Despite these fears, a war with North Korea is highly unlikely. The reasons for this are plentiful and can easily be outlined by looking at the country’s past 20years of blunders.

In 1994, America and North Korea both signed an agreement that would give North Korea oil and economic aid in exchange for the country dismantling their nuclear weapons program. In 2002, however, it became apparent that the country had no intention of discontinuing its nuclear program, effectively rendering the 1994 agreement moot.

Since then, North Korea has stayed on the world’s radar due to their infrequent, yet alarming nuclear missile tests. The U.S. is unable to act decisively against these perceived threats, however, due to the country’s strong ties to China, a major trading partner for the U.S.

What is worth noting about these tests is that they are always failures; none of the missiles launched reach a proper altitude and are thus unable to be any real threat to the U.S. In other words, North Korea is simply flexing its anemic muscles and hoping that the world trembles in fear.

Following the most recent missile test, North Korea has not only shown that their nuclear program is an embarrassment, but reminded the world that their leadership is as well. The government-controlled media of North Korea issued a statement denouncing  not only President Trump, but the Chinese government as well.

While it is no surprise that Trump and the U.S. were the target of a verbal attack, it is shocking to see North Korea lash out at their only ally on the international stage. It is difficult to say what the future relations will be between the nations, but suffice it to say that North Korea may very well find themselves completely isolated in an increasingly globalized political arena.

North Korea, though the subject of rightful scrutiny and contempt, is by no means the threat that some fear it to be. Despite its frequent threats to the contrary, their nuclear program is laughable at best and their threats for a major conflict are empty at best.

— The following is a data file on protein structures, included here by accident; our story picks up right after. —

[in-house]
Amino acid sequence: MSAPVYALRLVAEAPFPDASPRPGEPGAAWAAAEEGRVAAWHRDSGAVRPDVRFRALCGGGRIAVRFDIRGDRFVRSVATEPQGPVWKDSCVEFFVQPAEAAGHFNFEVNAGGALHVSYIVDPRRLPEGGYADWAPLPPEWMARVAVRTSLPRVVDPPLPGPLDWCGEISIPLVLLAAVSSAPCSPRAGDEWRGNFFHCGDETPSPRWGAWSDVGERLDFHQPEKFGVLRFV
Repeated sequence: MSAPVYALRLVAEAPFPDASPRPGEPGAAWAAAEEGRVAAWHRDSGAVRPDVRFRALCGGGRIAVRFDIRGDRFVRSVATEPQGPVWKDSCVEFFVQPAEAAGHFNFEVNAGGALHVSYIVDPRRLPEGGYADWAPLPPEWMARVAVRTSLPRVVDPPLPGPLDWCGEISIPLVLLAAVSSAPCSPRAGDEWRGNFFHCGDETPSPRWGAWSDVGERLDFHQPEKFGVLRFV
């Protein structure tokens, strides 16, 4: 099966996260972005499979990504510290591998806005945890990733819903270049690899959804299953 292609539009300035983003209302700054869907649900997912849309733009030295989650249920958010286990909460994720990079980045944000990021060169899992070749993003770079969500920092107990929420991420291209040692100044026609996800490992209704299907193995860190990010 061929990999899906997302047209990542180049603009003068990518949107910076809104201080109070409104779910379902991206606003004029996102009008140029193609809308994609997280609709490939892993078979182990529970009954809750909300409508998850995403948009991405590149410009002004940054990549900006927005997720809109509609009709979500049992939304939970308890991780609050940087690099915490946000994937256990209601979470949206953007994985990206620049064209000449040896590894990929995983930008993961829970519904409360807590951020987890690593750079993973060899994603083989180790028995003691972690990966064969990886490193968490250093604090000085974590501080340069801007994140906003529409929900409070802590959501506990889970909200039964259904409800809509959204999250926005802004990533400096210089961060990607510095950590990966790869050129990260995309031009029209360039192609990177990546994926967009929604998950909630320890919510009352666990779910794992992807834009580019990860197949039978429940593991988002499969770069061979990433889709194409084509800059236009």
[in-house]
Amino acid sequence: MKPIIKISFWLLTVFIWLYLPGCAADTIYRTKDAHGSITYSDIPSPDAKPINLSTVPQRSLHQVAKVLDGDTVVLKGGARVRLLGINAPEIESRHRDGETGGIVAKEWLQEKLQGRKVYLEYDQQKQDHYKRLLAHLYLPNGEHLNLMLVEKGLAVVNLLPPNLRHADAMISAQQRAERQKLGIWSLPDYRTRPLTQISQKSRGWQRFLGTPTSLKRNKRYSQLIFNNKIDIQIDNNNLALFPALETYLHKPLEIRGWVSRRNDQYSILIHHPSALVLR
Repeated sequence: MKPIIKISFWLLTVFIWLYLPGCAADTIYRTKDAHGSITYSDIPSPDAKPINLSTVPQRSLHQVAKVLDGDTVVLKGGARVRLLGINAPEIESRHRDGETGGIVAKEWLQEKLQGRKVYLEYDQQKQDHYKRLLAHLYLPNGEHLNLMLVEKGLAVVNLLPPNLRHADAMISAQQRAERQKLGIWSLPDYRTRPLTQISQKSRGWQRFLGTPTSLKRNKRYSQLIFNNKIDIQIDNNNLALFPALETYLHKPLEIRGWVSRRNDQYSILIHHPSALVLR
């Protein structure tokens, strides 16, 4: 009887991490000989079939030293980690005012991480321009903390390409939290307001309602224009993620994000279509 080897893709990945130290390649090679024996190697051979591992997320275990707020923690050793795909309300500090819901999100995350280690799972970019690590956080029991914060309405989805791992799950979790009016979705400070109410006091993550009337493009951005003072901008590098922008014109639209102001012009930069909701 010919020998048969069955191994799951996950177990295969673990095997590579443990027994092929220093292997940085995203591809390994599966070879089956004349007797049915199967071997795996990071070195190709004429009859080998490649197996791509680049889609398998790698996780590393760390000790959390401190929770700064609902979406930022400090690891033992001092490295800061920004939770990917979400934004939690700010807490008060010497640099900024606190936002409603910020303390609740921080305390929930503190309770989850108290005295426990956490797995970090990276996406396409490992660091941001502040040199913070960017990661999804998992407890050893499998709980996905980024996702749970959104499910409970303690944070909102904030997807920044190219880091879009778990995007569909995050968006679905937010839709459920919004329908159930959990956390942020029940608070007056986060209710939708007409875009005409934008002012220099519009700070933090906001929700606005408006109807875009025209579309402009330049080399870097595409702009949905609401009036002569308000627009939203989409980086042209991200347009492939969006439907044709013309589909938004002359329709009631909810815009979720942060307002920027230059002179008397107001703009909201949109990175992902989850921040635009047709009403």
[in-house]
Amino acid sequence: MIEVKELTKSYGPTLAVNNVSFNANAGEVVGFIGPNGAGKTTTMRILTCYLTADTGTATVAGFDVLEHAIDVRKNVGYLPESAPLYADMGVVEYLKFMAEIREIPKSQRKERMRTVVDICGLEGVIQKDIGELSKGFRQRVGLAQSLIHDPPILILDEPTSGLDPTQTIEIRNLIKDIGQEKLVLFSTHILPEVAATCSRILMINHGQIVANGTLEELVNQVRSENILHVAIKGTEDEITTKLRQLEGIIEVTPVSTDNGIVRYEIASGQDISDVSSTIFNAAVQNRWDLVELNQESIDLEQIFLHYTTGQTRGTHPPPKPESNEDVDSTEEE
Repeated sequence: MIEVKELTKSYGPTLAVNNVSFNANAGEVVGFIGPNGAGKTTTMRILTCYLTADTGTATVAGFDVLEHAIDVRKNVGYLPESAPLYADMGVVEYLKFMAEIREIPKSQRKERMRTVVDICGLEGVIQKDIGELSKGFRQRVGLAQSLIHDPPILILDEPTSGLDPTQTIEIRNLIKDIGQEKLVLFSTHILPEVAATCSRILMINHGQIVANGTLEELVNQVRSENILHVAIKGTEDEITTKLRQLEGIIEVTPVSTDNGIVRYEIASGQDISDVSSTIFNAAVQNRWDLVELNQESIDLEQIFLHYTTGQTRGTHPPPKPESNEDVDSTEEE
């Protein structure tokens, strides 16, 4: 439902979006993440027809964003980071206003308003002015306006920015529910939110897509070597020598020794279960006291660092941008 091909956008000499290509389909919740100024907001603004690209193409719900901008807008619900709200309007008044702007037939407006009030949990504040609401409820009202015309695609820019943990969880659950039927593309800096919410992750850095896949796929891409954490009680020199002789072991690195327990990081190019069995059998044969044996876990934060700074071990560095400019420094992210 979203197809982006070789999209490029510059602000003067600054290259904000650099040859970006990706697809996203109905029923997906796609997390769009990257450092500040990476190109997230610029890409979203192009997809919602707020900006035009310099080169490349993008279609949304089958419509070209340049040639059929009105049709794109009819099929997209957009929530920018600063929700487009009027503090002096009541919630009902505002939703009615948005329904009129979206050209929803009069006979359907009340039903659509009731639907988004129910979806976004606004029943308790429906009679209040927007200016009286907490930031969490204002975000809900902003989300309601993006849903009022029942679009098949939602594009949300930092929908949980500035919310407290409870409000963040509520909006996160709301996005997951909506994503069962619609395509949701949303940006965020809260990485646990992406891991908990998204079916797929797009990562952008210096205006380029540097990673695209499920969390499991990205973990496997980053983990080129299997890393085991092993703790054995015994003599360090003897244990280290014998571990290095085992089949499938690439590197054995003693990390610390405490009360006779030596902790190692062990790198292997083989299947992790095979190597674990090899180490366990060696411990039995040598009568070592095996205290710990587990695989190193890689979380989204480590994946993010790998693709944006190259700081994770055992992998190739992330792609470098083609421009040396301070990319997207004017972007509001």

Coupled with their uncalled-for antagonism towards their only ally, China, the country is effectively signing its own death sentence. For now, it is safe to say that North Korea is best described as a non-issue.

Has Disney lost its creativity?

By RILEY FANNING

Staff Writer

In recent years, Walt Disney Studios has continuously pumped out live action remakes of their classic films that have been box office successes despite having a lack of creativity on the company’s part. “Alice in Wonderland,” “Cinderella,” “The Jungle Book” and, most recently, “Beauty and the Beast,” have all been re-adapted from their older cartoon origins into movies with real actors. Other remakes like “Mulan” and “Aladdin” are in production, and rumors are circulating about even more being made.

All of these live action remakes are most likely being made solely based on profitability. The older films they are based on have a wide audience to reach once they are adapted and promoted. People in their twenties and older who watched them as kids are drawn in, as well as their children and new consumers.

Most of us know the movies, the characters and the songs by heart. It provides a connection between all of us who grew up with these films. The nostalgia alone draws many people to these movies, but there is a sacrifice to all of this when Disney is focusing on this strategy.